Don't Let Bad Science Hinder Progress

science

Humans have a deeply ingrained fear of the unknown. In recent years this has lead to technophobia and chemophobia. This makes it easy to convince people that new things are potentially dangerous. While it is important to safety test any new technology, especially bio-medical technology, we can't let paranoia rule the day. Whether or not a technology is deemed "safe" must be based on sound science. After all, it may be good science that ultimately saves us from past bad science.

Nanotechnology has tremendous potential including environmental and medical applications. Obviously each of these potential applications will need to be thoroughly tested before it is put into use. Articles like this one from Fast Company's Co.Exist blog serve no one.

The article titled "Nanoparticles Might Be The Future, But They Might Also Be Really Bad For You" leaves you with the impression that nanotech in general is very dangerous. However, the article contains very little evidence of this. It contains a few vague references that imply that some biotechnology might, possibly have some negative side effects, and it points to no actual science. At the very best it presents negative side effects as a hypothesis with no supporting material and no specific information about what nanotechnology it refers to.

The article itself is bad reporting and bad science. It is base fear mongering of the kind we've seen around Genetically Modified Organisms (GMOs). To listen to the proponents of GMOs you'd think that what they were doing was no different from what farmers have done for centuries, to listen to the opponents you'd think that just standing near a GMO would probably kill you. Neither of these things is the truth, GMOs present some dangers and tremendous potential rewards. (Read GMO Myths and Truths (PDF) for more info.)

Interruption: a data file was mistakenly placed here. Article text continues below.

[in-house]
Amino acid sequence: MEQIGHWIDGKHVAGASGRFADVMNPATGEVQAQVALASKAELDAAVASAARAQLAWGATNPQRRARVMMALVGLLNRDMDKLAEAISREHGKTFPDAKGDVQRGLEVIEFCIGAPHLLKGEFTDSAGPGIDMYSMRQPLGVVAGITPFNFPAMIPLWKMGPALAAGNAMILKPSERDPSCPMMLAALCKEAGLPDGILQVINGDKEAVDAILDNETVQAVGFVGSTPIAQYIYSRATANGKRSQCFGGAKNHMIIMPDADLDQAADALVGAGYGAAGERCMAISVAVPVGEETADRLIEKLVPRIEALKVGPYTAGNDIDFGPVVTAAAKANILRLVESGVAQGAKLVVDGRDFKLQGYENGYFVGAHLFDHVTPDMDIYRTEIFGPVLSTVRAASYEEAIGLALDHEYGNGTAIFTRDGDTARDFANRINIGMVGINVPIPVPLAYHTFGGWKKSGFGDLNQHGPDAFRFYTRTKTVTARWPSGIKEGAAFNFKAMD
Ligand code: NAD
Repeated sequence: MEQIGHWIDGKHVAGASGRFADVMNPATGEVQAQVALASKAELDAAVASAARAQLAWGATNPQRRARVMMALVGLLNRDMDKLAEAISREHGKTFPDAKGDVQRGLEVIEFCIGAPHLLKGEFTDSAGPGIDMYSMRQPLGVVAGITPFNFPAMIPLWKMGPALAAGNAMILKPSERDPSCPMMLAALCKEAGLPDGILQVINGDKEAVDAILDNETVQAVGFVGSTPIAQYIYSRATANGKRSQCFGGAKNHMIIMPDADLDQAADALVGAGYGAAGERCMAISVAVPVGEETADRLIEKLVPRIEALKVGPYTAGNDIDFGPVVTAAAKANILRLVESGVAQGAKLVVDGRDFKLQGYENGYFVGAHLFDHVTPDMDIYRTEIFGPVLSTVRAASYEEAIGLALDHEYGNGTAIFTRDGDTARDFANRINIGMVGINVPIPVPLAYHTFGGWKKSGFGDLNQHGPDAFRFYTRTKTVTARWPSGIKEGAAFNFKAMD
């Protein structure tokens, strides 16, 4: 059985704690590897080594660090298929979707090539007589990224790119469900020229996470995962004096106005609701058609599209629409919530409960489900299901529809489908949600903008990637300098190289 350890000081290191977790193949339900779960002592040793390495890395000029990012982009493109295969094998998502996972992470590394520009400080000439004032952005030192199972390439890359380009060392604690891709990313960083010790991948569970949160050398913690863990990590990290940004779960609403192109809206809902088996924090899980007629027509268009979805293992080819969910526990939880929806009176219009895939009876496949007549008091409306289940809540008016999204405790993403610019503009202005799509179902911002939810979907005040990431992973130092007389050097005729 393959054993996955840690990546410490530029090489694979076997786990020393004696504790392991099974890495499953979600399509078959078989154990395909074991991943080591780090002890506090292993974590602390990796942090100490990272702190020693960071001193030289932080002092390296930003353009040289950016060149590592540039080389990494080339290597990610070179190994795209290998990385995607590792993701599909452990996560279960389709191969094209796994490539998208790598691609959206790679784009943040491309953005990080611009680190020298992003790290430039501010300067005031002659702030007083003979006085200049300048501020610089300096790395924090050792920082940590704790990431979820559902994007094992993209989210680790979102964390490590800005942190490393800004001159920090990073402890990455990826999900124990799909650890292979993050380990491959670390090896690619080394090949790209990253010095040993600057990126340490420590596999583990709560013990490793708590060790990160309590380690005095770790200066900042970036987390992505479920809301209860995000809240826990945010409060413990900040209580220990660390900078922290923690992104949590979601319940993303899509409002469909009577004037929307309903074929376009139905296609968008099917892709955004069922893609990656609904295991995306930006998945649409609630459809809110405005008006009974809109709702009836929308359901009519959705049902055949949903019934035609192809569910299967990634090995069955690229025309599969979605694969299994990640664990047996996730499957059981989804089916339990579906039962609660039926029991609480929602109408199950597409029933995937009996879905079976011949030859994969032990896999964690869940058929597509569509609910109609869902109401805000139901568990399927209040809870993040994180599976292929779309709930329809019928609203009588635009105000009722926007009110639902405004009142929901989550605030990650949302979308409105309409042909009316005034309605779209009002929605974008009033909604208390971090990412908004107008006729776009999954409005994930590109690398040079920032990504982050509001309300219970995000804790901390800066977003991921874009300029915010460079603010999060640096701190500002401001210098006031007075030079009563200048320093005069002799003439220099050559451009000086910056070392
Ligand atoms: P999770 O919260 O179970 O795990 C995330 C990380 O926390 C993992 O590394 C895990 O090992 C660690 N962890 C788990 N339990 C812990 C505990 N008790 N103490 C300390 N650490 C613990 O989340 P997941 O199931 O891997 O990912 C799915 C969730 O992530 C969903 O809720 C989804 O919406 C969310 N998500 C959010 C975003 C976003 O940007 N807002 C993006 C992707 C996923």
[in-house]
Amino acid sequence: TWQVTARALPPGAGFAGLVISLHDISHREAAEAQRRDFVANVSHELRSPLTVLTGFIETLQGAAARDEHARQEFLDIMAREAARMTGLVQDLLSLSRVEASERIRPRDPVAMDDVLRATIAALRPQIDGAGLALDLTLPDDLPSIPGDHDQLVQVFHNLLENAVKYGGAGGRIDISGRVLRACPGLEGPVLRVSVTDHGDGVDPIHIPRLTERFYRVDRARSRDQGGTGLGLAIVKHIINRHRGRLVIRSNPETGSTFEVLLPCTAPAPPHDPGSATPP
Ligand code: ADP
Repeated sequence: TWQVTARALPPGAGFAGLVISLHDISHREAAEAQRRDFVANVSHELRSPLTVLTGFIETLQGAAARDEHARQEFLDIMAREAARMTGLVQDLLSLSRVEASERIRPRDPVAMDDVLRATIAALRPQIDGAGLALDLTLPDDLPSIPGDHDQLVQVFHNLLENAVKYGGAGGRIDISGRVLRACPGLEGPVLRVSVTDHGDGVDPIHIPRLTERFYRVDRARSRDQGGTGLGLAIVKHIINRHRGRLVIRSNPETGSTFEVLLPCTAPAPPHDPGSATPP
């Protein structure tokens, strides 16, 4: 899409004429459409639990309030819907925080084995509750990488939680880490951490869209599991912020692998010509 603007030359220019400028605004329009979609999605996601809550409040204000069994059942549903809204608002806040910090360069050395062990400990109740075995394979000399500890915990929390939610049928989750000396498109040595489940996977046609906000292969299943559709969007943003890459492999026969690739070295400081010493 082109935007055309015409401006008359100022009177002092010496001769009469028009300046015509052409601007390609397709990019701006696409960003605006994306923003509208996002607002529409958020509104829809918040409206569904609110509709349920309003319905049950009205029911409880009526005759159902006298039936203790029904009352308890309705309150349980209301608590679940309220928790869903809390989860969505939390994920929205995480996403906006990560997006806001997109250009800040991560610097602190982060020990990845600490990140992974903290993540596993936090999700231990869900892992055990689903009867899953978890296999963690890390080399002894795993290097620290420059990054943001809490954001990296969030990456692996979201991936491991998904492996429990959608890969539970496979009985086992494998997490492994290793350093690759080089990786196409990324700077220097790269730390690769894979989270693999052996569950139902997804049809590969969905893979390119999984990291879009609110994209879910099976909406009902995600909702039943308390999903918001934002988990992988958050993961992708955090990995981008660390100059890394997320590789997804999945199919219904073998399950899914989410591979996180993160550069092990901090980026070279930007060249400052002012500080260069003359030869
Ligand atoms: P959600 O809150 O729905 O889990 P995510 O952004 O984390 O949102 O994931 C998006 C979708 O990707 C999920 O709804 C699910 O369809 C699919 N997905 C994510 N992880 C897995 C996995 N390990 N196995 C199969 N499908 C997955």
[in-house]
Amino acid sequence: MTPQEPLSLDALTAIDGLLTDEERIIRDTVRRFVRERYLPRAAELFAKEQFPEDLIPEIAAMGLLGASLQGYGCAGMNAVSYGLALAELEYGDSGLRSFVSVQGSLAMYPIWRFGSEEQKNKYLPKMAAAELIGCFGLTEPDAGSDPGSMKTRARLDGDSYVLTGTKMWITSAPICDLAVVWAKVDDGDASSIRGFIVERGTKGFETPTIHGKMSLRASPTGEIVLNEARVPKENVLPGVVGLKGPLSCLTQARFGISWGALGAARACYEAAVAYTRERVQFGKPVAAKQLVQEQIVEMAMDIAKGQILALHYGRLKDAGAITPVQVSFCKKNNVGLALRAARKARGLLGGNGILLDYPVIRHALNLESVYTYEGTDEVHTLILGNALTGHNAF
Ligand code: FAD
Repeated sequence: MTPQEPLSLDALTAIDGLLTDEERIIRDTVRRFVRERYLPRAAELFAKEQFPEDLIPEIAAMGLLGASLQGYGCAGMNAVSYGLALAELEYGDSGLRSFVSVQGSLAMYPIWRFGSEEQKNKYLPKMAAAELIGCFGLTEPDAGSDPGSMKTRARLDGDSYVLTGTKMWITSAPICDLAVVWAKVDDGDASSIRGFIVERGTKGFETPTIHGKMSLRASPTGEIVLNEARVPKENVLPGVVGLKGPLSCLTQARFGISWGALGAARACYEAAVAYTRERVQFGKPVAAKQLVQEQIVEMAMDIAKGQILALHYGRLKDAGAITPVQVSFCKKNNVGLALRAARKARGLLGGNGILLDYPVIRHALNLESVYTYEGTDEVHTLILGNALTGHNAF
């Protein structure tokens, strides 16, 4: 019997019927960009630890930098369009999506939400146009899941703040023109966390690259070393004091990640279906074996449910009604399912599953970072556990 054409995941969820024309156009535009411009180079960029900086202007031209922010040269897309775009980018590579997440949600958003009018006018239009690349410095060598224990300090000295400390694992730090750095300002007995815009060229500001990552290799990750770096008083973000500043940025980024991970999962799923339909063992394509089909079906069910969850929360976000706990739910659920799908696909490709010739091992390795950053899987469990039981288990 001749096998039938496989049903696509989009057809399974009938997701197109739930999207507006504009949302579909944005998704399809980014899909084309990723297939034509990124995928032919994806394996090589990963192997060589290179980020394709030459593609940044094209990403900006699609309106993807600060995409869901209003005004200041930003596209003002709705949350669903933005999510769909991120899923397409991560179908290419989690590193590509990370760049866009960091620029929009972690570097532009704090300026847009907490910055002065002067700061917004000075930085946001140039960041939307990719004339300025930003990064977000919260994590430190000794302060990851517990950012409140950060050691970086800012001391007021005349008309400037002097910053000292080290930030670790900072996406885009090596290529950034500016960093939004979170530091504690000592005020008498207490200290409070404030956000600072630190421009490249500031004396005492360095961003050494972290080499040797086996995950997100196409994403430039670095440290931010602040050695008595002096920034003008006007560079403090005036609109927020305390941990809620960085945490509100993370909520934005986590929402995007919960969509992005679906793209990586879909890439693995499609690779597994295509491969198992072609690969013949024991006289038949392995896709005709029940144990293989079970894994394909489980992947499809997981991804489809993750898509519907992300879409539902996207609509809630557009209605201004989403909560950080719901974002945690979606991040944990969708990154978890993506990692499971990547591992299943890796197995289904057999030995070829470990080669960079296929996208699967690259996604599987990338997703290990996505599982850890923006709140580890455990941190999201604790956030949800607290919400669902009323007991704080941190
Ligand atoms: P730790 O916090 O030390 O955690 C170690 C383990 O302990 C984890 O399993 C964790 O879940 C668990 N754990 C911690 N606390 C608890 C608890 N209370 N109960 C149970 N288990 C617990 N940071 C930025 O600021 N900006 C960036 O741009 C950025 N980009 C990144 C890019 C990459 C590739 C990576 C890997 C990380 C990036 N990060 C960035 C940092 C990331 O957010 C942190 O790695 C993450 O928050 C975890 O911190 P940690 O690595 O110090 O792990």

The reality is that if humanity is going to survive, it is science and technology that is going to save us. Last week atmospheric Co2 passed the 400 PPM level, despite years of 'reduce, reuse and recycle', the Kyoto protocol, energy efficient light bulbs etc., absolutely no progress at all has been made. If we are going to survive, technology is going to have to do it. While thorough testing is important and an essential part of science we can't reject technologies simply because they are new and scary and we have to assume that many new technologies will have a downside.
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